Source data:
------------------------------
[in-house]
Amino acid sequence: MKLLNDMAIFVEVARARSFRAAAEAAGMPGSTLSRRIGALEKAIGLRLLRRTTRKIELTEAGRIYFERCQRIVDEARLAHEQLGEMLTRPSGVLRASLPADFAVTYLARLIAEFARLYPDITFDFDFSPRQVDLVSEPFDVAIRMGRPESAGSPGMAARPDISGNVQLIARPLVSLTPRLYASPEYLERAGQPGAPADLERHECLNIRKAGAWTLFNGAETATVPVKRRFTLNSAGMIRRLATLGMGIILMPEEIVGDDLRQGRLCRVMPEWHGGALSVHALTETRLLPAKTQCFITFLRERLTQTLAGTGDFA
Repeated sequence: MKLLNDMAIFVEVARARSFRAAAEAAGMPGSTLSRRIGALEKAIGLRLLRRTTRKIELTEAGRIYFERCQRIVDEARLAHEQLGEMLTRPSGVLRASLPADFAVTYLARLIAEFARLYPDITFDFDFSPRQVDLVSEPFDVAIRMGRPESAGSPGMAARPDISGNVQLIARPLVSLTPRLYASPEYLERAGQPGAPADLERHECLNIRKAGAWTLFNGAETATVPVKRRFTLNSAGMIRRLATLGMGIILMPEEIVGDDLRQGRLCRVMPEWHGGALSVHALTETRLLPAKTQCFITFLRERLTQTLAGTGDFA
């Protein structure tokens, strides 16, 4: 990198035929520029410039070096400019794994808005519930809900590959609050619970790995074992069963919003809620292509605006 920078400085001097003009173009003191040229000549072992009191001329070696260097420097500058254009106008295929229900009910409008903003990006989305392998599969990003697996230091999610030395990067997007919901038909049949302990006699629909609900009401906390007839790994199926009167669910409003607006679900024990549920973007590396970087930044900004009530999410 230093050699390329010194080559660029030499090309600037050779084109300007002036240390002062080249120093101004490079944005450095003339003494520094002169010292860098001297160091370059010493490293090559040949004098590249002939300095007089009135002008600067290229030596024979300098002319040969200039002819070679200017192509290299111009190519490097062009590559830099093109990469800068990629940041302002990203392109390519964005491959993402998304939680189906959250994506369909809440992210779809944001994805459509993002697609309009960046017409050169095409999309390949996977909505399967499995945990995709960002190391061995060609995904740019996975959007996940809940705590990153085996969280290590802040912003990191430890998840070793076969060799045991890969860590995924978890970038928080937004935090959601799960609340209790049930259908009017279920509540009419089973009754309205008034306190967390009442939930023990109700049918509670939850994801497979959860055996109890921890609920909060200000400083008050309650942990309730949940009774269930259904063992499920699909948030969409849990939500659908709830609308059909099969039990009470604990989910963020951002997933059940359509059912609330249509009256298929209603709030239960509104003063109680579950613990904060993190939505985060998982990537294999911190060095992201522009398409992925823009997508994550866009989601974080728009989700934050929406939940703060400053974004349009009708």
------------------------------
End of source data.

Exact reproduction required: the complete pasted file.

[in-house]
Amino acid sequence: MKLLNDMAIFVEVARARSFRAAAEAAGMPGSTLSRRIGALEKAIGLRLLRRTTRKIELTEAGRIYFERCQRIVDEARLAHEQLGEMLTRPSGVLRASLPADFAVTYLARLIAEFARLYPDITFDFDFSPRQVDLVSEPFDVAIRMGRPESAGSPGMAARPDISGNVQLIARPLVSLTPRLYASPEYLERAGQPGAPADLERHECLNIRKAGAWTLFNGAETATVPVKRRFTLNSAGMIRRLATLGMGIILMPEEIVGDDLRQGRLCRVMPEWHGGALSVHALTETRLLPAKTQCFITFLRERLTQTLAGTGDFA
Repeated sequence: MKLLNDMAIFVEVARARSFRAAAEAAGMPGSTLSRRIGALEKAIGLRLLRRTTRKIELTEAGRIYFERCQRIVDEARLAHEQLGEMLTRPSGVLRASLPADFAVTYLARLIAEFARLYPDITFDFDFSPRQVDLVSEPFDVAIRMGRPESAGSPGMAARPDISGNVQLIARPLVSLTPRLYASPEYLERAGQPGAPADLERHECLNIRKAGAWTLFNGAETATVPVKRRFTLNSAGMIRRLATLGMGIILMPEEIVGDDLRQGRLCRVMPEWHGGALSVHALTETRLLPAKTQCFITFLRERLTQTLAGTGDFA
């Protein structure tokens, strides 16, 4: 990198035929520029410039070096400019794994808005519930809900590959609050619970790995074992069963919003809620292509605006 920078400085001097003009173009003191040229000549072992009191001329070696260097420097500058254009106008295929229900009910409008903003990006989305392998599969990003697996230091999610030395990067997007919901038909049949302990006699629909609900009401906390007839790994199926009167669910409003607006679900024990549920973007590396970087930044900004009530999410 230093050699390329010194080559660029030499090309600037050779084109300007002036240390002062080249120093101004490079944005450095003339003494520094002169010292860098001297160091370059010493490293090559040949004098590249002939300095007089009135002008600067290229030596024979300098002319040969200039002819070679200017192509290299111009190519490097062009590559830099093109990469800068990629940041302002990203392109390519964005491959993402998304939680189906959250994506369909809440992210779809944001994805459509993002697609309009960046017409050169095409999309390949996977909505399967499995945990995709960002190391061995060609995904740019996975959007996940809940705590990153085996969280290590802040912003990191430890998840070793076969060799045991890969860590995924978890970038928080937004935090959601799960609340209790049930259908009017279920509540009419089973009754309205008034306190967390009442939930023990109700049918509670939850994801497979959860055996109890921890609920909060200000400083008050309650942990309730949940009774269930259904063992499920699909948030969409849990939500659908709830609308059909099969039990009470604990989910963020951002997933059940359509059912609330249509009256298929209603709030239960509104003063109680579950613990904060993190939505985060998982990537294999911190060095992201522009398409992925823009997508994550866009989601974080728009989700934050929406939940703060400053974004349009009708």